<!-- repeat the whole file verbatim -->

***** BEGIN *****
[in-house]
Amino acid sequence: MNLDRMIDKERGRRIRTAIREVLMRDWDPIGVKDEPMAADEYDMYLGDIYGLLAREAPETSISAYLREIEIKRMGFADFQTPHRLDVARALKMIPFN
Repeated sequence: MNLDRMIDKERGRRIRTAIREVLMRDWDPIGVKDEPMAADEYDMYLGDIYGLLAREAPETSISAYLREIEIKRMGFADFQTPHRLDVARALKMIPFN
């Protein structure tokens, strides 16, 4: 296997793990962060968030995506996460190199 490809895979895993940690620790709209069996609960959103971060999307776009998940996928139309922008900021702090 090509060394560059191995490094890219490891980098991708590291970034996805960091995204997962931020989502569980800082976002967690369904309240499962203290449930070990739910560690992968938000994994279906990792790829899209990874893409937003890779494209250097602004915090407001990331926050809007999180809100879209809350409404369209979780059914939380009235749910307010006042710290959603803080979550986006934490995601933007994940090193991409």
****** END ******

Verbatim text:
[in-house]
Amino acid sequence: MNLDRMIDKERGRRIRTAIREVLMRDWDPIGVKDEPMAADEYDMYLGDIYGLLAREAPETSISAYLREIEIKRMGFADFQTPHRLDVARALKMIPFN
Repeated sequence: MNLDRMIDKERGRRIRTAIREVLMRDWDPIGVKDEPMAADEYDMYLGDIYGLLAREAPETSISAYLREIEIKRMGFADFQTPHRLDVARALKMIPFN
């Protein structure tokens, strides 16, 4: 296997793990962060968030995506996460190199 490809895979895993940690620790709209069996609960959103971060999307776009998940996928139309922008900021702090 090509060394560059191995490094890219490891980098991708590291970034996805960091995204997962931020989502569980800082976002967690369904309240499962203290449930070990739910560690992968938000994994279906990792790829899209990874893409937003890779494209250097602004915090407001990331926050809007999180809100879209809350409404369209979780059914939380009235749910307010006042710290959603803080979550986006934490995601933007994940090193991409």